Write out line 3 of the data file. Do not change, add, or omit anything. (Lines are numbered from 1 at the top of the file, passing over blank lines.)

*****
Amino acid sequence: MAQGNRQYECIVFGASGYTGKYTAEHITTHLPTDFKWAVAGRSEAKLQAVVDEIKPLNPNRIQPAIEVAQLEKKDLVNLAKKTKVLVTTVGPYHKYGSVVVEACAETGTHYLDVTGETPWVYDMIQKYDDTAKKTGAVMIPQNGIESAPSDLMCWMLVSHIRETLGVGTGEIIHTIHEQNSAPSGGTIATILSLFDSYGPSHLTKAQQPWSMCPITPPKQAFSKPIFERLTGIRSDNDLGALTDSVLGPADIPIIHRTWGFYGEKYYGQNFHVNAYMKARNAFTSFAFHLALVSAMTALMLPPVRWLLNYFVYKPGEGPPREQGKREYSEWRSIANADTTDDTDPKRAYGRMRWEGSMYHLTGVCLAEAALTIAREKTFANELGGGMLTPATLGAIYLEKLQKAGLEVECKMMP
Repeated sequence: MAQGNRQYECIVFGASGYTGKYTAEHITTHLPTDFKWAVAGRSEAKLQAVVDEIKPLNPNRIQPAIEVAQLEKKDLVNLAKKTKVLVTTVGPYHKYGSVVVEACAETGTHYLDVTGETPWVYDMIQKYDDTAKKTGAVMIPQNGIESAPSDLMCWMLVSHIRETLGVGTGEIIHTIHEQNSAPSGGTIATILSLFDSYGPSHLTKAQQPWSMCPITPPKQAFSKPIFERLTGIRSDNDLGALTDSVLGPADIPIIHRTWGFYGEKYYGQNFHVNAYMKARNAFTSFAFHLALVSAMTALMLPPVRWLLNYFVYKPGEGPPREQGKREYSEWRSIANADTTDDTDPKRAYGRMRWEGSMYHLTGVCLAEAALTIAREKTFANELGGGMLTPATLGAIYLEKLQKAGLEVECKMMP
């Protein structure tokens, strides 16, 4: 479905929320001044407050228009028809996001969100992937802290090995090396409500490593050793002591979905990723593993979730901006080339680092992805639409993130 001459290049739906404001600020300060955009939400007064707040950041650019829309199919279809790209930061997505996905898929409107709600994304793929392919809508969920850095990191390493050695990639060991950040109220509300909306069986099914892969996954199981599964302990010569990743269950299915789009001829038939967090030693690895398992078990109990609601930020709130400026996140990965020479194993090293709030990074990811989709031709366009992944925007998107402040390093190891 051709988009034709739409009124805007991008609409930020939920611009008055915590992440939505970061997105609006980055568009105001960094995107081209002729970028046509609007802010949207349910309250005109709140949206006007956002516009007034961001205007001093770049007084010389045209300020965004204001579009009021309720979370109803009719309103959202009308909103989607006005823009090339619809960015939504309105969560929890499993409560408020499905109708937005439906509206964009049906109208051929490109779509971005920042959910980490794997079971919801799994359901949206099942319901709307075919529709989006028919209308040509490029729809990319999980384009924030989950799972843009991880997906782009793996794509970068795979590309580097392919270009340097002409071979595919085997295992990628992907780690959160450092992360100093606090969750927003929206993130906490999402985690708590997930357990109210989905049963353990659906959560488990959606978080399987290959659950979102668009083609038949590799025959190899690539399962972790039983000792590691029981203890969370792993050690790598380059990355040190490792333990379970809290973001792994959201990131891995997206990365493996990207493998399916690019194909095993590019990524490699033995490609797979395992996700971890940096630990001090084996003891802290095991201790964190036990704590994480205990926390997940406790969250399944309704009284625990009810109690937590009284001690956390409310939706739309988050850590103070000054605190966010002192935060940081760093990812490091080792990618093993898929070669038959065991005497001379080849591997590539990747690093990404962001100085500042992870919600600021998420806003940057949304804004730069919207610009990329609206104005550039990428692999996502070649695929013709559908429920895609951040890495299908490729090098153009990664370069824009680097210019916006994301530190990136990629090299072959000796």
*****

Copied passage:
């Protein structure tokens, strides 16, 4: 479905929320001044407050228009028809996001969100992937802290090995090396409500490593050793002591979905990723593993979730901006080339680092992805639409993130 001459290049739906404001600020300060955009939400007064707040950041650019829309199919279809790209930061997505996905898929409107709600994304793929392919809508969920850095990191390493050695990639060991950040109220509300909306069986099914892969996954199981599964302990010569990743269950299915789009001829038939967090030693690895398992078990109990609601930020709130400026996140990965020479194993090293709030990074990811989709031709366009992944925007998107402040390093190891 051709988009034709739409009124805007991008609409930020939920611009008055915590992440939505970061997105609006980055568009105001960094995107081209002729970028046509609007802010949207349910309250005109709140949206006007956002516009007034961001205007001093770049007084010389045209300020965004204001579009009021309720979370109803009719309103959202009308909103989607006005823009090339619809960015939504309105969560929890499993409560408020499905109708937005439906509206964009049906109208051929490109779509971005920042959910980490794997079971919801799994359901949206099942319901709307075919529709989006028919209308040509490029729809990319999980384009924030989950799972843009991880997906782009793996794509970068795979590309580097392919270009340097002409071979595919085997295992990628992907780690959160450092992360100093606090969750927003929206993130906490999402985690708590997930357990109210989905049963353990659906959560488990959606978080399987290959659950979102668009083609038949590799025959190899690539399962972790039983000792590691029981203890969370792993050690790598380059990355040190490792333990379970809290973001792994959201990131891995997206990365493996990207493998399916690019194909095993590019990524490699033995490609797979395992996700971890940096630990001090084996003891802290095991201790964190036990704590994480205990926390997940406790969250399944309704009284625990009810109690937590009284001690956390409310939706739309988050850590103070000054605190966010002192935060940081760093990812490091080792990618093993898929070669038959065991005497001379080849591997590539990747690093990404962001100085500042992870919600600021998420806003940057949304804004730069919207610009990329609206104005550039990428692999996502070649695929013709559908429920895609951040890495299908490729090098153009990664370069824009680097210019916006994301530190990136990629090299072959000796």